FOREX-Euro off 1-mth highs on broad dollar bounce
* Dollar supported by worries over China loans, talk of rate hike
* Speculation of U.S. corporate repatriation also helps greenback
* Euro off 1-mth highs, Aussie slides as RBA stance unchanged
By Neal Armstrong
LONDON, July 5 (Reuters) - The euro looked set to snap a six-day winning streak on Tuesday, as the dollar was bought back broadly on concerns over the Chinese economy and speculation that U.S. companies will repatriate dollars earned overseas.
Chinese media reports about a possible rate rise in China, as well as a Moody's report saying the scale of problem loans at local governments in China may be much bigger than previously thought, weighed on risk appetite and supported the dollar, market players said. [ID:nL3E7I507Y]
"Heightened negative sentiment over China's growth outlook following Moody's raising concerns over the Chinese banking sector has contributed to an overall pickup in risk aversion which has helped the dollar pick up a bid," said Lee Hardman, currency strategist at BTM-UFJ.
"There's also increasing speculation over a second U.S. Homeland Investment Act developing. The first HIA in 2004 provided quite a boost for the dollar," he added.
Under the initial HIA, U.S. companies earning profits overseas received a significant tax break by repatriating the money back to the U.S.
The dollar index .DXY, which tracks the greenback's performance against a basket of major currencies, bounced off one-month lows to trade at 74.493, up 0.4 percent from Monday's trough of 74.133.
However with legislation for a second HIA still in the works and escalating concerns over the U.S. fiscal situation, the dollar's gains could be capped.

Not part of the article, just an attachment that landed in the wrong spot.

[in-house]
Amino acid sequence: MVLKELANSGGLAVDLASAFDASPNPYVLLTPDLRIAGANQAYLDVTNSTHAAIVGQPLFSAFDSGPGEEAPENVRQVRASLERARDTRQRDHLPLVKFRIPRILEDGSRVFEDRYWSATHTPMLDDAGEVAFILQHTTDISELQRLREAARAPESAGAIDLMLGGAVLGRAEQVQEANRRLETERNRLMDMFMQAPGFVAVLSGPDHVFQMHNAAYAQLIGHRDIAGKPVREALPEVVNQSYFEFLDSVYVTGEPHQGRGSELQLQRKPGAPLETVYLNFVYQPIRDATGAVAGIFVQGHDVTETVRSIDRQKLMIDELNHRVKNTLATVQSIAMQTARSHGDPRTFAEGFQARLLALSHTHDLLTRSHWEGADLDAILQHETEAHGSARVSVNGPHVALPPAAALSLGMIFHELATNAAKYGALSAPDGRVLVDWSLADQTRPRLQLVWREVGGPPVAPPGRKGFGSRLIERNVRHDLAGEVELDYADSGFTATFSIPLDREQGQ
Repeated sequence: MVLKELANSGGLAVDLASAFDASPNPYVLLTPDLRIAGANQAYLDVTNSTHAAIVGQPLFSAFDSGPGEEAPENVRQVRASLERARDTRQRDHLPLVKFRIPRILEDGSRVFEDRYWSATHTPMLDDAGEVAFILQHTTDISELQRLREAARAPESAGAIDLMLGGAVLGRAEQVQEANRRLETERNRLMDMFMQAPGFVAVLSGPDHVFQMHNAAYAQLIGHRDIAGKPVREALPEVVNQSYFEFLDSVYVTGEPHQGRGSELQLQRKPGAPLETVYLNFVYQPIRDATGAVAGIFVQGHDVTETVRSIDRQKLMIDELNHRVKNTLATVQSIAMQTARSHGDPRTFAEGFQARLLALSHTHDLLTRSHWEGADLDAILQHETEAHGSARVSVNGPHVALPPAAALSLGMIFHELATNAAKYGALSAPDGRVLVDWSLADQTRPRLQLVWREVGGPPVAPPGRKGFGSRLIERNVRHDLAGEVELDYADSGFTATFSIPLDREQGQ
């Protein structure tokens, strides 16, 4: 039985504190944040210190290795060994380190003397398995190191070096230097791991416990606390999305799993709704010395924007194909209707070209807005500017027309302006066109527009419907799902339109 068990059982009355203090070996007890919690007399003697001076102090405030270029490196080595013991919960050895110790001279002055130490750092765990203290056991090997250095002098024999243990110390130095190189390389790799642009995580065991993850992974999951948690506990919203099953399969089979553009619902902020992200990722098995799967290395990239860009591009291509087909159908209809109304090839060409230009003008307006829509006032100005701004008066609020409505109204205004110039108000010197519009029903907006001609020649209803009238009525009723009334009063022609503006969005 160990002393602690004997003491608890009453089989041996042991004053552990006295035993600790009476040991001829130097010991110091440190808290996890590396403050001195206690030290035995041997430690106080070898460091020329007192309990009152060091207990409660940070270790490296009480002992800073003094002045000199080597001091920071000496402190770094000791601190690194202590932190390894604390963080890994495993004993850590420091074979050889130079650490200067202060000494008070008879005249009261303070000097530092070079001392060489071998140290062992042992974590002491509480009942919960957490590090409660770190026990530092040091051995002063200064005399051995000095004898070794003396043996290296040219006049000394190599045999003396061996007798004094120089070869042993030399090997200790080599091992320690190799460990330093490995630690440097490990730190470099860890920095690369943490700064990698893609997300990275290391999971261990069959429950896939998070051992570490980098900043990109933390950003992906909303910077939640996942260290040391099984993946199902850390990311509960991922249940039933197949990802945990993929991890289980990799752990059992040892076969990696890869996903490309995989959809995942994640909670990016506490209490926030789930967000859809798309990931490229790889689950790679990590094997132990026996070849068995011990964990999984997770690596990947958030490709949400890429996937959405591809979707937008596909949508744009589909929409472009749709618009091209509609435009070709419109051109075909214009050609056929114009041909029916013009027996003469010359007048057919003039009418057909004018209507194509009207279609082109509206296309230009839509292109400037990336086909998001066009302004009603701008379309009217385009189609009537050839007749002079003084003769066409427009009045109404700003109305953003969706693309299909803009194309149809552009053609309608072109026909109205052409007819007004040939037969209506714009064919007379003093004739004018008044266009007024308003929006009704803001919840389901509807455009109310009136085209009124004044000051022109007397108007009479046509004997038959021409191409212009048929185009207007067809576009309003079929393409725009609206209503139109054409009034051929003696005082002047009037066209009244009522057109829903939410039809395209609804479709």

"We believe that passage of legislation allowing for repatriation of foreign earnings is at very low odds at this stage," said JP Morgan in a note.
"News suggesting a diminished likelihood that the HIA act would pass, or further aggravations in the US debt ceiling discussion, are both bound to put the dollar back on the recent downtrend."
The dollar's strength weighed on the euro EUR= which fell 0.4 percent on the day to trade at $1.4478, off the day's low of $1.4460.
The common currency rallied over 2 percent last week in its best weekly performance since January. It suffered a setback on Monday after Standard & Poor's warned it would treat a rollover of privately held Greek debt now being discussed as a selective default. [ID:nL6E7I408N]
S&P's warning came after Greece secured a 12 billion euro loan to avert immediate default. However, it still needs a second aid package worth some 110 billion euros, which euro zone finance ministers said would be finalised by mid-September.
Market players said the euro could rebound for a possible retest of the June peak near $1.4700, particularly if the European Central Bank (ECB) raises rates on Thursday and signals more tightening.
Technical traders highlighted support at the top of the euro's Ichimoku cloud, coming in around $1.4454 on Tuesday.
AUSSIE FALLS AFTER RBA
The dollar received additional overall support from its advance against the Aussie after the Reserve Bank of Australia kept its key cash rate unchanged at 4.75 percent, citing sluggishness in the economy outside the booming mining sector.
The Aussie slipped below its 55-day moving average to as low as $1.0664 AUD=D4, its lowest since June 29, hovering around its lows in early European trade.
Against the yen, the dollar rose 0.5 percent to 81.13 JPY= but stayed stuck in its 79.80-81.30 yen range of recent weeks.
Among commodity currencies, the New Zealand dollar bounded to its highest since 1981 as bulls drove it through a big buy-stop level, before it slipped into negative territory on the U.S. currency's broad gains.
Meanwhile, the Swedish crown rose against the euro EURSEK=D4 after Sweden's central bank raised the repo rate by 25 basis points to 2 percent, as expected, and struck a hawkish bias. [ID:nSAT009312].
(Additional reporting by Antoni Slodowski, editing by Anna Willard; email@example.com; Reuters Messaging:; firstname.lastname@example.org)
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